Free Radical Biology and Medicine 01/2004; 35(12):1679-87. · 5.27 Impact Factor
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    ABSTRACT: Free radicals play an important role in the initiation and progression of inflammatory bowel disease (IBD). Therefore, the reduction or elimination of adverse oxidant effects can provide novel therapy for IBD. Here, the antioxidant capacity and protective effects of a new class of chemically modified hetastarch (polynitroxyl starch, or PNS) plus 4-hydroxyl-2,2,6,6-tetramethylpiperidine-N-oxyl (Tempol or TPL) (PNS/TPL) were assessed in a model of colitis. The superoxide scavenging capacity of PNS/TPL-that is, the inhibition of the reduction of cytochrome c in the presence of xanthine/xanthine oxidase (X/XO)-was evaluated in vitro. The effects of PNS/TPL on X/XO-induced neutrophil endothelial adhesion in vitro were investigated. Also, this study tested the protection produced by PNS/TPL in a mouse model of trinitrobenzene sulfonic acid (TNBS)-induced colitis. PNS/TPL was given intravenously immediately before (< 30 min) and intraperitoneally at 24 and 72 hr after TNBS induction. The body weight and survival rate of the mice were checked daily. Colonic mucosal damage was assessed on the 7th day by measuring intestinal permeability to Evans blue (EB) in vivo. The ability of PNS to reoxidize bioreduced TPL was documented by whole-body electron paramagnetic resonance (EPR) detection. We found that PNS or TPL exhibits superoxide dismutase (SOD)-like activity, with approximately 2% of SOD activity occurring on a molar basis. The endothelial-neutrophil adherence induced by X/XO was significantly inhibited by PNS/TPL but not by TPL alone. PNS/TPL protected against cachexia and mortality, both usually induced by TNBS. Epithelial permeability was increased significantly in TNBS mice but was ameliorated by the administration of PNS/TPL. In conclusion, PNS/TPL may be beneficial in the treatment or prevention of IBD through its antioxidant effects, which inhibit oxidant-mediated leukocyte adhesion and injury to endothelial cells.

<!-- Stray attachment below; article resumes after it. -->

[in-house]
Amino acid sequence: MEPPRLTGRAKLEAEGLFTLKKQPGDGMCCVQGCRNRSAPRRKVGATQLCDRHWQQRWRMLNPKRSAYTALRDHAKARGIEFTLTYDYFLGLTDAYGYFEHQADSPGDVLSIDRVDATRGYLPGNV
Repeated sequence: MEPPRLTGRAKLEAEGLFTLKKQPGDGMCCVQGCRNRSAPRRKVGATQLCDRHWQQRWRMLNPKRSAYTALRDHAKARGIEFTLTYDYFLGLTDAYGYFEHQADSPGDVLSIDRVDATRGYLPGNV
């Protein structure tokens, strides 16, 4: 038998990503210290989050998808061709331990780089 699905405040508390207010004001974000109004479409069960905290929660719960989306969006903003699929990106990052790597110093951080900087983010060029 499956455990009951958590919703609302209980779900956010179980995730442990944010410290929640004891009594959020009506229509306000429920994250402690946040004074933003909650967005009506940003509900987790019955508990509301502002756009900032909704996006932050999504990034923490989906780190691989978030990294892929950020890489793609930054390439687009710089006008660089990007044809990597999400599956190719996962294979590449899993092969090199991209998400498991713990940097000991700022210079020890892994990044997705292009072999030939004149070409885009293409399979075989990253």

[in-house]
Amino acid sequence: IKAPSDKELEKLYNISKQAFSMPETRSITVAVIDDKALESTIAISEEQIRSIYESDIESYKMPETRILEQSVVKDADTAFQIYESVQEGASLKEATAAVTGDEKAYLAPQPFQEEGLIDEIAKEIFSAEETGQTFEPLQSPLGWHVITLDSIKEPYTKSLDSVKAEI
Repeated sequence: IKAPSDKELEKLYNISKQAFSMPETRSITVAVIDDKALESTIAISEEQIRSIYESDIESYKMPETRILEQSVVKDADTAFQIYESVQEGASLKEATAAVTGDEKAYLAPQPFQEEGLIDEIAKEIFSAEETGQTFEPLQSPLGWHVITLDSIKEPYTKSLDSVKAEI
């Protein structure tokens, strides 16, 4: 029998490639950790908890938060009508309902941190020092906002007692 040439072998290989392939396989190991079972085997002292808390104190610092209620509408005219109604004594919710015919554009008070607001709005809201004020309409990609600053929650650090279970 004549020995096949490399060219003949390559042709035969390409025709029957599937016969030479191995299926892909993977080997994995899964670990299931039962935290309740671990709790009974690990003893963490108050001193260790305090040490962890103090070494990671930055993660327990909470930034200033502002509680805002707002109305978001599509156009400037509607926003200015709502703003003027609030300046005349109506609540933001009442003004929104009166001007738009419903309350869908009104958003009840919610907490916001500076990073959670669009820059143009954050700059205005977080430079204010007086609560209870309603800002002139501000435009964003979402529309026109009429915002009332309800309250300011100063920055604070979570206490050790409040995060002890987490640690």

Inflammation 02/2002; 26(1):1-11. · 2.46 Impact Factor
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    ABSTRACT: There is growing clinical evidence suggesting that certain secondary lymphoid tissues (e.g., appendix and spleen) contribute to the initiation and/or perpetuation of ulcerative colitis. In this study, the importance of secondary lymphoid tissues in inducing colitis was assessed experimentally by removing the spleen and/or appendix (or sham operation) prior to inducing colitis in mice. Feeding 2.5% dextran sulphate sodium (DSS) in drinking water over 7 days induced colitis. Clinical disease activity was assessed based on weight loss, stool consistency, and presence of blood in stools. Additional measurements included white blood cell count and hematocrit, and myeloperoxidase activity (MPO) in colon samples. Colonic injury was assessed by histology and computerized image analysis. DSS treatment in sham-operated mice produced colitis associated with weight loss, bloody diarrhea, and mucosal ulceration. Clinical assessment of DSS-treated mice subjected to appendectomy or combined appendectomy/splenectomy exhibited a delayed onset and course of disease activity. Histomorphologic examination revealed significantly lower damage scores and a reduction in ulcerated mucosal surface area. Colonic MPO activity, which correlated with tissue injury and disease activity, was lowest in appendectomized mice. No beneficial effects of splenectomy were observed after 7 days of colitis. These findings support the hypothesis that appendicular lymphoid tissue, but not the spleen, contributes to the development of colitis.
    Journal of Surgical Research 01/2002; 101(2):166-75. · 2.02 Impact Factor
  • News in physiological sciences 01/2002; 16:272-7.